The report notes that these fires could cause the loss of hundreds to perhaps a thousand lives and result in an economic loss of $40 billion to perhaps as much as $100 billion. It says mandatory automated gas shutoff valves or seismic shutoff meters in densely built areas may mitigate the problem.

The quake was modeled for a normal November day without Southern California’s dreaded Santa Ana wind conditions to avoid a scenario that would quickly overwhelm all available resources and result in an unwinnable situation. Such a scenario would thwart the purpose of the exercise—to allow the public, the government, and emergency responders to test and evaluate current strategies and abilities to deal with the most likely San Andreas Fault scenario.


Among conditions in the scenario at the end of the first day of the exercise would be the following:

  • Spontaneous groups of responders continue to work (though fatigue is depleting their ranks); locally based search and rescue teams are fully deployed; emergency operations centers are seeking assistance through the fire mutual-aid system, including the Emergency Management Assistance Compact (EMAC), the interstate mutual-aid pact; and national teams are mobilized by FEMA. In an event of this magnitude, international US&R teams will be requested to respond, and the military will play a very active role in supporting search and rescue operations. More than two decades of training tens of thousands of firefighters across the nation in collapse rescue will pay off during this event.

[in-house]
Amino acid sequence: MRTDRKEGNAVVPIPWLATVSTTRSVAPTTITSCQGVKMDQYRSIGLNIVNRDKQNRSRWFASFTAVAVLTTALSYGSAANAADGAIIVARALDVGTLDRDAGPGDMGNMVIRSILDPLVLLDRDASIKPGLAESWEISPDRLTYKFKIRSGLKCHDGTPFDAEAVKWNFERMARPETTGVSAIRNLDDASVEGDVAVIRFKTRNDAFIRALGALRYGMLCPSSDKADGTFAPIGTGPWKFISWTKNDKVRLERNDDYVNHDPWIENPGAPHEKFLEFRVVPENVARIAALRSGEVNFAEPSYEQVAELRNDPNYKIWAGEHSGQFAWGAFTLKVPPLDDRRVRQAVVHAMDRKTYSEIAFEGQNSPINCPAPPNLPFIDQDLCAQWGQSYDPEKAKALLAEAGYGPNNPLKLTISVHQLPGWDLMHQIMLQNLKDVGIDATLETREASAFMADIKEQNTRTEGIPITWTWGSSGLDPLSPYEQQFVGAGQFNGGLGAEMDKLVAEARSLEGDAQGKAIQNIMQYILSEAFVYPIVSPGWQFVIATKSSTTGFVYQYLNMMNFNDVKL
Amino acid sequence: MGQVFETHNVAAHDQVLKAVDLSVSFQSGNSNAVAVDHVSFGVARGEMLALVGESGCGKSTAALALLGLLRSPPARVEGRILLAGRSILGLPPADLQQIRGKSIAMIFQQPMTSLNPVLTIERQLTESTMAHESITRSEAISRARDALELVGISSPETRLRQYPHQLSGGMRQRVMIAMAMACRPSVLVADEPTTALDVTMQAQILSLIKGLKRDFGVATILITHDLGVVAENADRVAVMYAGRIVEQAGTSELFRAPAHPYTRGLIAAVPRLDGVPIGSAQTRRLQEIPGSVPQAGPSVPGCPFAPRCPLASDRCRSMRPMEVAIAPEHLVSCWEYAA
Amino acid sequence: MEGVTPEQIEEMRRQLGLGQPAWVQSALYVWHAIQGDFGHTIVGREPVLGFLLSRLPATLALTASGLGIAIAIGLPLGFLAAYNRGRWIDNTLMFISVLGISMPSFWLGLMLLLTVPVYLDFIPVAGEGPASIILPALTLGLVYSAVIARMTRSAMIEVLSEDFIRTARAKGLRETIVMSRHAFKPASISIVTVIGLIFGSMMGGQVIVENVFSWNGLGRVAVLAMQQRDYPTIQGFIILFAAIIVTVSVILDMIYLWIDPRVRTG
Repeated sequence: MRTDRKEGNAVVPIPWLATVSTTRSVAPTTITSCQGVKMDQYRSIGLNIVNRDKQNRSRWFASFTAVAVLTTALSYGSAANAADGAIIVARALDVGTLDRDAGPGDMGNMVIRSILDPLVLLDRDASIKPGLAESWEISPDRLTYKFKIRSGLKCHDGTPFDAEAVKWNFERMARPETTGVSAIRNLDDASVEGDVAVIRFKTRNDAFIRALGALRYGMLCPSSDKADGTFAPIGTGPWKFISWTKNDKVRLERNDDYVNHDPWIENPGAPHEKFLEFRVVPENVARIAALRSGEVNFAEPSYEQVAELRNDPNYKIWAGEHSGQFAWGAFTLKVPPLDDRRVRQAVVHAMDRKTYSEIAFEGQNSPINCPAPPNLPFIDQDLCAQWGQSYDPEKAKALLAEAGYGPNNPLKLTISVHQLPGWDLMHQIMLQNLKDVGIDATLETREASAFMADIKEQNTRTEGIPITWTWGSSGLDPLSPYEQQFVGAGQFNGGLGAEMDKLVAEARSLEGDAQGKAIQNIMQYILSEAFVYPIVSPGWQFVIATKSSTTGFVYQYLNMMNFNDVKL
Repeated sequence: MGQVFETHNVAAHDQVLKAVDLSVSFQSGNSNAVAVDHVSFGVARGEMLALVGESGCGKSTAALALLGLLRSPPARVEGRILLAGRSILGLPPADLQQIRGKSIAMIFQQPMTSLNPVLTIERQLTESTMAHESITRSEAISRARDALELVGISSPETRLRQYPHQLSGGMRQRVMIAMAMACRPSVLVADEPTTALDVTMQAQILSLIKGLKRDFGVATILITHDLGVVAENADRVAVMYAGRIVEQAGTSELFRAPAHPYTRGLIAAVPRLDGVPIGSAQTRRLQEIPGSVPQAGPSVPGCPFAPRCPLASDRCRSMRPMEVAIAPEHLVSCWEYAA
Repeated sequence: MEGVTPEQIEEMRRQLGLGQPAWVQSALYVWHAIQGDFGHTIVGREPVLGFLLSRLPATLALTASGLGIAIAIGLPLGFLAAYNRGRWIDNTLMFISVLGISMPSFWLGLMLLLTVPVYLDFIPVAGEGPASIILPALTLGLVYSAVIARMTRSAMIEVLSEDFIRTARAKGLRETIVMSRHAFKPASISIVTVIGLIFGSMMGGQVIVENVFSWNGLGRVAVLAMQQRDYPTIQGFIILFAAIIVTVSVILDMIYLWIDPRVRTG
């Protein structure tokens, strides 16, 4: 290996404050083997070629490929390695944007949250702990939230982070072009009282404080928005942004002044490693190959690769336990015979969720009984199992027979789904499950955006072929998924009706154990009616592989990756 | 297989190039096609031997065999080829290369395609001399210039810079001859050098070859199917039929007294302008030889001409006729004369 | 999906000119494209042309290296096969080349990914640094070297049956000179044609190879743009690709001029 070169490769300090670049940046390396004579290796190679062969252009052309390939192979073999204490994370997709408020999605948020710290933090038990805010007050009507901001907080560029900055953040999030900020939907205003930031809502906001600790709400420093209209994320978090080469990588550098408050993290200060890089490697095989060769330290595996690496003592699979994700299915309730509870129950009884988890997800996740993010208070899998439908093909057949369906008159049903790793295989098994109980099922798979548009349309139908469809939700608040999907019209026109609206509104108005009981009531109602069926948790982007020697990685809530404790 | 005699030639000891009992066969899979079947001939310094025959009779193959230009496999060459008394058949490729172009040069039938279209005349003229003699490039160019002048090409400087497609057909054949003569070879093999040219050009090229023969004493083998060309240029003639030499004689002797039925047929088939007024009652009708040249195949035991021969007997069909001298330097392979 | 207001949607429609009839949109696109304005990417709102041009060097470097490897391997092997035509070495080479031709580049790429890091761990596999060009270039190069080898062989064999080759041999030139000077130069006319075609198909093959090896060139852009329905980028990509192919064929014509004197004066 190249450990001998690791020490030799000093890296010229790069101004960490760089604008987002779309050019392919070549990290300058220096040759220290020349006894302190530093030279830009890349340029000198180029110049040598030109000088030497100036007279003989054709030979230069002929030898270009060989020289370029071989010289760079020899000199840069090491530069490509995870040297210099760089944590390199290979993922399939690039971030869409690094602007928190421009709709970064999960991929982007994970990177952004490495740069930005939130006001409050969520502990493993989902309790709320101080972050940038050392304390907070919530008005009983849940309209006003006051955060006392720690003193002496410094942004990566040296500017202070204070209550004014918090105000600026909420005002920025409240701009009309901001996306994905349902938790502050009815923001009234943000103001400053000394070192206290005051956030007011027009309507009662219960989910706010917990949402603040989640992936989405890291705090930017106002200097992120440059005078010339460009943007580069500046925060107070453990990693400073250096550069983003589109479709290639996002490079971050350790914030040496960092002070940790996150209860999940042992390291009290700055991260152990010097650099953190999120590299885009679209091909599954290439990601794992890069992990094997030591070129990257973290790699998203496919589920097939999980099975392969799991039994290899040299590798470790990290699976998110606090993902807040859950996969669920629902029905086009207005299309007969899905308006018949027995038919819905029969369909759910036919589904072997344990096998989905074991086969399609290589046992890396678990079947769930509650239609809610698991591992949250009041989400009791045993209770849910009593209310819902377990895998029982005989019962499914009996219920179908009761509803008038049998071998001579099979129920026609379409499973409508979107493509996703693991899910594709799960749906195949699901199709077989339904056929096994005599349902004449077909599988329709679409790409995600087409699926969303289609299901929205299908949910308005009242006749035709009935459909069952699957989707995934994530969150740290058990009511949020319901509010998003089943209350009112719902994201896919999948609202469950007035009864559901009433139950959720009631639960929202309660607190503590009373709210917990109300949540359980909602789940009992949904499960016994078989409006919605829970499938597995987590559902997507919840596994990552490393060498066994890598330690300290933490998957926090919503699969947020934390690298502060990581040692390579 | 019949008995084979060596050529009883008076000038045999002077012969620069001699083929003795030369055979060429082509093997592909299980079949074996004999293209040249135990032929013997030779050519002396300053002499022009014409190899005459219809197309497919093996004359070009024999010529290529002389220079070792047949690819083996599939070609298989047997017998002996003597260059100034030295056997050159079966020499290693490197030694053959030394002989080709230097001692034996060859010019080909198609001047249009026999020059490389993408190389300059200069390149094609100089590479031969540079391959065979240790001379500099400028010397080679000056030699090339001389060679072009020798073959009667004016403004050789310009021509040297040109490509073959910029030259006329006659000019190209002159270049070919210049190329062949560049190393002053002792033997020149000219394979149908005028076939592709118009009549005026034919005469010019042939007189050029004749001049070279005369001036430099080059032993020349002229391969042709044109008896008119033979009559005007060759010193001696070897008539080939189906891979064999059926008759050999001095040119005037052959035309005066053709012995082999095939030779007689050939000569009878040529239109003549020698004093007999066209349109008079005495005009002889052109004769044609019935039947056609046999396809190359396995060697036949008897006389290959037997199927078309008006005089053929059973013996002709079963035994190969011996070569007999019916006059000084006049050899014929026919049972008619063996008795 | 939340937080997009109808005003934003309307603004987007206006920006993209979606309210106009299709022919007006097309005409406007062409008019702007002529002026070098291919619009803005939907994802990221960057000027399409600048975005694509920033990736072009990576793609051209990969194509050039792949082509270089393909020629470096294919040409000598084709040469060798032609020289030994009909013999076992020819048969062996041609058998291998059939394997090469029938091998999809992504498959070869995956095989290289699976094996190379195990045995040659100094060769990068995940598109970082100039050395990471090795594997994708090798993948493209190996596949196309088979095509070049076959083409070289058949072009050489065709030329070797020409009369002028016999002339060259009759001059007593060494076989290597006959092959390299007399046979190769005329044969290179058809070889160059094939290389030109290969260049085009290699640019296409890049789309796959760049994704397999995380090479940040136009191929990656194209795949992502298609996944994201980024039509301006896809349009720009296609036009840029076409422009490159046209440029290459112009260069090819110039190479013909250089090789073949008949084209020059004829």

• Immediately after the earthquake, fires ignite at hundreds of locations; more fires continue to be reported, and this adversely affects search and rescue operations in many significant ways.
  • Bridge closures, damage to freeways and surface streets, and debris in roadways have frustrated the timely and efficient deployment of search and rescue teams.
  • Difficulties communicating between field units and emergency operations centers impair the ability of teams to accomplish search and rescue activities; road conditions and poor communications prevent successfully rescued critically injured patients from being rapidly transported to hospitals.
  • Some search and rescue teams and spontaneous volunteers are forced by flames to leave the rescue scene, leaving those trapped in the debris to die if they cannot release them even with very extreme measures like field amputation. Secondary hazards—including an evacuation below a San Bernardino County dam that has been compromised by damage from the earthquake, several sites of hazardous materials releases, and a continuing series of large aftershocks—have also hampered search and rescue efforts.